Radio

Sundays 8pm to 11pm on Radio 2

New Episodes at CBC Music

New Episodes at CBC Music

Need more Strombo Show? Head over to our page on CBC Music for new episodes, playlists and video extras.

CBC Music Past Shows

 

 

NOD TO THE GODS: Otis Redding & Carla Thomas, ‘Tramp’
March 2, 2014
submit to reddit

Each and every Sunday night when the clock hits eight, The Strombo Show celebrates the spirit of radio over on CBC Radio 2. It's music for music lovers by music lovers. To kick off the program, we always tip our hats to the legends, the noisemakers and the ground-breakers in a segment that we like to call: Nod to the Gods.

It takes two to make a thing go right. We're going to explore the idea of how we are better together than apart with duets and some of the greatest collaborations of all time. Many are familiar with the love-lorn harmonizing between Marvin Gaye and Tammi Terrell, but tonight we'll remember the good natured ribbing between Otis Redding and Carla Thomas on "Tramp."

King & Queen was Redding's final studio album, and it sparkles off the undeniable chemistry between the two. As the daughter of Rufus Thomas, Carla is often referred to as the Queen of Memphis Soul, and the Stax label hoped that they'd have success similar to the aforementioned Gaye and Terrell. Carla already had many singles appear in both the Hot 100 and Hot Rhythm & Blues Singles charts. When Redding agreed to record with Thomas, he reporttedly said, "Well, hey, you from Memphis, you from Tennessee, you can hang".

"Tramp" was recorded in less than a week, while Carla continued to study English at Howard University in Washington. No surprise, as the album features an all-star house band of Booker T. and the MGs, Isaac Hayes on the keys and the brass section is courtesy of The Memphis Horns. Its instrumentals are so tight that they have been featured in a hanful of hip-hop tracks that include Wu-Tang Clan's "Da Master of Chessboxin'" and Salt'N'Pepa's "Tramp."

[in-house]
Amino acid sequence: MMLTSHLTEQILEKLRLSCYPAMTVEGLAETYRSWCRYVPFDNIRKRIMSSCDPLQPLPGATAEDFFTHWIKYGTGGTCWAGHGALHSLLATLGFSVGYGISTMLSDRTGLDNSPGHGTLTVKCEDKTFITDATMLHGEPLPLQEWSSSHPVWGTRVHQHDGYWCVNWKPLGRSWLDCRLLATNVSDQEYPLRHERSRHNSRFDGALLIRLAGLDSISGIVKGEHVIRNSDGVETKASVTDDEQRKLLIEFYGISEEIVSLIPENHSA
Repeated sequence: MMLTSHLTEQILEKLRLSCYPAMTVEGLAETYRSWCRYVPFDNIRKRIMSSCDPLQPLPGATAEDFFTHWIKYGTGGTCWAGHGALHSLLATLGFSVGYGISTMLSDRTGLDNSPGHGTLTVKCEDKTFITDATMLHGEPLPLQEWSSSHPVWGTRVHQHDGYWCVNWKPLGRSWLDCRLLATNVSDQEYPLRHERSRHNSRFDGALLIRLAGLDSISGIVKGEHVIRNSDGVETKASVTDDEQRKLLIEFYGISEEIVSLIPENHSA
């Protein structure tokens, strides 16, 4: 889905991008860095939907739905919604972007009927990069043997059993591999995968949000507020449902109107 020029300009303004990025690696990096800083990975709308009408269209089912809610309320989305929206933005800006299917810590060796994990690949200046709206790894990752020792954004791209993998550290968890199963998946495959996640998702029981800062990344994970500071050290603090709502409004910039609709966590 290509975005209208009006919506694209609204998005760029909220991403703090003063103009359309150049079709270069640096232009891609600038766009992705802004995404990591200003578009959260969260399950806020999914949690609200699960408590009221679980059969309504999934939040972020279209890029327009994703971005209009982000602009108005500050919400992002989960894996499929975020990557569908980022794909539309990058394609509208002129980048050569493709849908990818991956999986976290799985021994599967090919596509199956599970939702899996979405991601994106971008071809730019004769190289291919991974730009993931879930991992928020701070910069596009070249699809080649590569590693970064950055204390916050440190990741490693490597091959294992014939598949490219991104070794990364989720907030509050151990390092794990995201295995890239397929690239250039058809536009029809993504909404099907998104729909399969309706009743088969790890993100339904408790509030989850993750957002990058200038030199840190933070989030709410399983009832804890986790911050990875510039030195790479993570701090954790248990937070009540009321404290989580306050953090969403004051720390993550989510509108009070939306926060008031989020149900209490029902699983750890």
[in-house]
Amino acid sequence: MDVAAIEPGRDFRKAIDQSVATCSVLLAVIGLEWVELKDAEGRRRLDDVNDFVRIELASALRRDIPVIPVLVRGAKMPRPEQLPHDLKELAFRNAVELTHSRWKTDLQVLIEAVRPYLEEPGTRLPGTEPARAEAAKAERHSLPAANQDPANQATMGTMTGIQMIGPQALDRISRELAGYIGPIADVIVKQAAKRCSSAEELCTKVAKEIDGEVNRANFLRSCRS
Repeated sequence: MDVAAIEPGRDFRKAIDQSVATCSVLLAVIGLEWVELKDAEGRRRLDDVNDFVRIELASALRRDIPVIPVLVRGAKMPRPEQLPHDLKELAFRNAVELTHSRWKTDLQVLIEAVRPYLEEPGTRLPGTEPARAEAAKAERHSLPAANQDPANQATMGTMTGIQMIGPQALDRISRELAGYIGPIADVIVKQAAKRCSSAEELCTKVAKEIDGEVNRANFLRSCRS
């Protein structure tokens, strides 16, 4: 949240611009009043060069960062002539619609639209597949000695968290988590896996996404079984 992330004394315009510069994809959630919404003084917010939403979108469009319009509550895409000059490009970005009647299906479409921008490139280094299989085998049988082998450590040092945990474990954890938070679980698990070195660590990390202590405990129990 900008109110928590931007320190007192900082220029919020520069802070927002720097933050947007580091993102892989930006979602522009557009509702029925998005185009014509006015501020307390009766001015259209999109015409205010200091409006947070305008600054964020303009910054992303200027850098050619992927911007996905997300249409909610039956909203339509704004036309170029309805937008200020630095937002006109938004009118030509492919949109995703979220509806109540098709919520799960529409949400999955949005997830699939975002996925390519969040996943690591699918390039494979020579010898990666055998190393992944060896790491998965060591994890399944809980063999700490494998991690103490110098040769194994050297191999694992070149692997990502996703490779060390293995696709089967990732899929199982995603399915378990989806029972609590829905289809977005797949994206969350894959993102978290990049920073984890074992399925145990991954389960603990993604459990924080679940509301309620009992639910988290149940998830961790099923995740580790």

A few months after "King & Queen" was released, Redding passed away. Aretha Franklin stated, "I heard it on the TV. My sister Caroline and I stopped everything and stayed glued to the TV and radio. It was a tragedy. Shocking." Redding, along with members of the Bar-Kays, crashed into Lake Monona. It was just three days after Redding recorded "Siittin' On The Dock Of The Bay," and a day after he appeared on a Cleveland-based television program, "Upbeat."

For further musical musings, new and old, join the collective for The Strombo Show on CBC Radio 2, every Sunday night at 8PM. And if you'd like to catch up or relisten, all of the episodes are archived here.

Comments

Comments on this story are moderated according to our Submission Guidelines. Comments are welcome while open. We reserve the right to close comments at any time.

Submission Policy

Note: The CBC does not necessarily endorse any of the views posted. By submitting your comments, you acknowledge that CBC has the right to reproduce, broadcast and publicize those comments or any part thereof in any manner whatsoever. Please note that comments are moderated and published according to our submission guidelines.